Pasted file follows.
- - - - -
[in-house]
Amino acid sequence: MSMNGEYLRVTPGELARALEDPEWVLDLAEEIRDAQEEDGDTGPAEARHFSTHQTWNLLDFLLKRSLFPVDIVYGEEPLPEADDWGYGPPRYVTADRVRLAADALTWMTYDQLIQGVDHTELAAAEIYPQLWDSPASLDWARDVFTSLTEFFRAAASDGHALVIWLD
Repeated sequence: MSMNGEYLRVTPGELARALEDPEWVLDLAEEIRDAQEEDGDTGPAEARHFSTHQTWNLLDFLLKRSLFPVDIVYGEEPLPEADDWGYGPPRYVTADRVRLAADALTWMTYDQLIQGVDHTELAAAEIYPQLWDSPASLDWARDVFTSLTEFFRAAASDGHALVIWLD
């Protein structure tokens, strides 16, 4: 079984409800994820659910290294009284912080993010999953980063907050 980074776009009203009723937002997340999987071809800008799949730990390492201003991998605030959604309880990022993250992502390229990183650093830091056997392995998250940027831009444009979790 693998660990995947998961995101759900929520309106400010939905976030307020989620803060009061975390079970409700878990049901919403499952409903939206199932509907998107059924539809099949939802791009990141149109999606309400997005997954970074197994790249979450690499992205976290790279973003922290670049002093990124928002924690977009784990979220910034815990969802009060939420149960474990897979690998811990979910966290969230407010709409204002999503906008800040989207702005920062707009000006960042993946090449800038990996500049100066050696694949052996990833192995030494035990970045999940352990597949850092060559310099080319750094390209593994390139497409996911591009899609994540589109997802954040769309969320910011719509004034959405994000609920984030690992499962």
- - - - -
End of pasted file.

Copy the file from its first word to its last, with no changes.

[in-house]
Amino acid sequence: MSMNGEYLRVTPGELARALEDPEWVLDLAEEIRDAQEEDGDTGPAEARHFSTHQTWNLLDFLLKRSLFPVDIVYGEEPLPEADDWGYGPPRYVTADRVRLAADALTWMTYDQLIQGVDHTELAAAEIYPQLWDSPASLDWARDVFTSLTEFFRAAASDGHALVIWLD
Repeated sequence: MSMNGEYLRVTPGELARALEDPEWVLDLAEEIRDAQEEDGDTGPAEARHFSTHQTWNLLDFLLKRSLFPVDIVYGEEPLPEADDWGYGPPRYVTADRVRLAADALTWMTYDQLIQGVDHTELAAAEIYPQLWDSPASLDWARDVFTSLTEFFRAAASDGHALVIWLD
């Protein structure tokens, strides 16, 4: 079984409800994820659910290294009284912080993010999953980063907050 980074776009009203009723937002997340999987071809800008799949730990390492201003991998605030959604309880990022993250992502390229990183650093830091056997392995998250940027831009444009979790 693998660990995947998961995101759900929520309106400010939905976030307020989620803060009061975390079970409700878990049901919403499952409903939206199932509907998107059924539809099949939802791009990141149109999606309400997005997954970074197994790249979450690499992205976290790279973003922290670049002093990124928002924690977009784990979220910034815990969802009060939420149960474990897979690998811990979910966290969230407010709409204002999503906008800040989207702005920062707009000006960042993946090449800038990996500049100066050696694949052996990833192995030494035990970045999940352990597949850092060559310099080319750094390209593994390139497409996911591009899609994540589109997802954040769309969320910011719509004034959405994000609920984030690992499962």